Jinja: Schizophrenia, a severe mental condition altering thoughts, feelings, and actions, casts a shadow on those affected and their loved ones. Presenting symptoms often include detachment from reality, making it a challenging journey for individuals and their families. Globally, around 24 million people suffer from schizophrenia, a condition less common than some other mental illnesses but nonetheless deeply impactful.
Typically emerging during late adolescence and early adulthood, schizophrenia tends to affect men more frequently than women. A startling fact is that individuals with schizophrenia face a two to threefold higher risk of premature death, often due to conditions like cardiovascular diseases, metabolic disorders, and infections.
Within Uganda, mental health issues touch more than 30% of the population, yet less than half seek professional treatment due to a scarcity of mental health facilities, limited medications, and a shortage of skilled specialists.
Dr. Mukoda Phiona, a medical officer at Musana Community Health Center, underlines the importance of recognizing schizophrenia symptoms and seeking early intervention. Onset of schizophrenia typically occurs between ages 16 and 30, following the first episode of psychosis. In communities, this condition is sometimes misconstrued as witchcraft, although it is relatively rare in younger children.
Various factors contribute to schizophrenia, including poverty, stressful environments, prenatal exposure to viruses or nutritional deficiencies, and differences in brain structure and function. Genetics also play a role, though having a family member with schizophrenia does not guarantee others will be affected.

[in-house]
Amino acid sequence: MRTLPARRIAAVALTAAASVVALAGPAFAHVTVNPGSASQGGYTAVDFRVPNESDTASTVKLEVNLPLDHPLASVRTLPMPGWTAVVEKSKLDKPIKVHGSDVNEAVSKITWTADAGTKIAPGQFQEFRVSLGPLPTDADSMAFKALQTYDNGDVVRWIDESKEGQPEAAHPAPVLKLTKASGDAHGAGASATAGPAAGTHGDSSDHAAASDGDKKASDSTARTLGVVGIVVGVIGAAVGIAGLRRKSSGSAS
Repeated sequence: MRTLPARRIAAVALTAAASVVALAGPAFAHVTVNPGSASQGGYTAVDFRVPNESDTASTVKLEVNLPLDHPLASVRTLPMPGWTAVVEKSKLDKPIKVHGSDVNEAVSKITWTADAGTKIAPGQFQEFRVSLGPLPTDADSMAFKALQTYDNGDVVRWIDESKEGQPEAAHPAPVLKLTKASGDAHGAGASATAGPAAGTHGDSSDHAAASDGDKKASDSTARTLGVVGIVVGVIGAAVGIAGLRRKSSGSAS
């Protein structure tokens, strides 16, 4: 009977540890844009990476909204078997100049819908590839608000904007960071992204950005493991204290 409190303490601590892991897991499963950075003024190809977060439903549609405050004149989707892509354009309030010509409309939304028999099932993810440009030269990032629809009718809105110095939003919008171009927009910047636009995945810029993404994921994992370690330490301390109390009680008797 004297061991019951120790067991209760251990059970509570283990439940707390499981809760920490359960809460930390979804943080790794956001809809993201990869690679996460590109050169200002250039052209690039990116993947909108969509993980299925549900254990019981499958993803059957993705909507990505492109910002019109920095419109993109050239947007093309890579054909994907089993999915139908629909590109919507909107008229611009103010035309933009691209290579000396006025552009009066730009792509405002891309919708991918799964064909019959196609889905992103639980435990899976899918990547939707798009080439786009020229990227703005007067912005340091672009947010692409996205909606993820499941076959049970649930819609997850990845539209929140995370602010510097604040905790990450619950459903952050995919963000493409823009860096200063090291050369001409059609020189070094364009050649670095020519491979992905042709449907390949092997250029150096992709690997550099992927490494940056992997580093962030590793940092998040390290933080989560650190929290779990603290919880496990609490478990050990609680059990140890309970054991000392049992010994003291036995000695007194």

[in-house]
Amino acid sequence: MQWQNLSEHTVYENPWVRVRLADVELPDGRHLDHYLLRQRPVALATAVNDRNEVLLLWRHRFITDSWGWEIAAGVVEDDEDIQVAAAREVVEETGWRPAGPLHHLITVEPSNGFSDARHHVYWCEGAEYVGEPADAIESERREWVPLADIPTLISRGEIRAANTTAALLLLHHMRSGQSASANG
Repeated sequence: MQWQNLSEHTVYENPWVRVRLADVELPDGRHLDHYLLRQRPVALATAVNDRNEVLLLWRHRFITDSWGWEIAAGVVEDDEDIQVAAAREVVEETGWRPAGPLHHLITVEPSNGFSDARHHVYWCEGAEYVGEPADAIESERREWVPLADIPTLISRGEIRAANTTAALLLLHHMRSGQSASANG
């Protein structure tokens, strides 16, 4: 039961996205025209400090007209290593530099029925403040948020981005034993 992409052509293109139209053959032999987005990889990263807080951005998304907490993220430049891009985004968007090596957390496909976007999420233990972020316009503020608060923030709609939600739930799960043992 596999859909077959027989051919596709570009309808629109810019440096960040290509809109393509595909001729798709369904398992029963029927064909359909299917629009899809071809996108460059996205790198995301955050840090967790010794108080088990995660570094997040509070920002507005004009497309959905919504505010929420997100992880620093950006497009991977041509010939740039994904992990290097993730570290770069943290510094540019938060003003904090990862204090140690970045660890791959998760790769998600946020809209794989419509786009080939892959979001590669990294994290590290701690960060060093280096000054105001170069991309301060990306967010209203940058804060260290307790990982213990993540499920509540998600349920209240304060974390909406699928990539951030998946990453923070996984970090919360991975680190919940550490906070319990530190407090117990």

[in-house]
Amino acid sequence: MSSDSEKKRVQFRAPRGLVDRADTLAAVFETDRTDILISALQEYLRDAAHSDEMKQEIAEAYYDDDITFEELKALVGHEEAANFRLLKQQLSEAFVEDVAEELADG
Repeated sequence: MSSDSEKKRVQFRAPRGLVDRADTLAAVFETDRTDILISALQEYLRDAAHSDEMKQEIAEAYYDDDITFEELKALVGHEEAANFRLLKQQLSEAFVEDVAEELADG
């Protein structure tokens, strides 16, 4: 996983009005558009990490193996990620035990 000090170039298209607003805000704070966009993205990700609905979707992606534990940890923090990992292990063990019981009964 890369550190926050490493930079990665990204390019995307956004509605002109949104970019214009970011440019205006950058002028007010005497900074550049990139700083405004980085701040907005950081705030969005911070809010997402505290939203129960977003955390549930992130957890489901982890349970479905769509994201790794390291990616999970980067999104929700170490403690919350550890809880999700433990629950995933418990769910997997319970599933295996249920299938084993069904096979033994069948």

Prince Minjo Peter, a mental health advocate, outlines three primary categories of schizophrenia symptoms: psychotic, negative, and cognitive.
Psychotic symptoms: Hallucinations, delusions, motor problems, and cognitive disturbances.
Negative symptoms: Loss of motivation, interest, and emotions, as well as withdrawal from social life.
Cognitive symptoms: Challenges with attention, concentration, memory, and communication.
Modern treatment approaches focus on helping individuals manage symptoms, enhance daily functioning, and pursue personal goals. Antipsychotic medications play a significant role in alleviating severe symptoms and are often administered as daily pills or liquid solutions. In some cases, these drugs are delivered through monthly injections.
Dr. Phiona emphasizes the role of healthcare providers in guiding individuals to the appropriate mental health professionals, such as psychiatrists and psychologists experienced in treating mental disorders. Support groups and family education programs can also be beneficial, contributing to a holistic treatment approach.
Prince Minjo echoes that while schizophrenia is not prevalent, those affected in regions like Africa, including Busoga, may mistakenly attribute it to witchcraft, resulting in a lack of seeking treatment. Raising awareness about the condition and its treatment options is crucial to help individuals receive the care they need and deserve.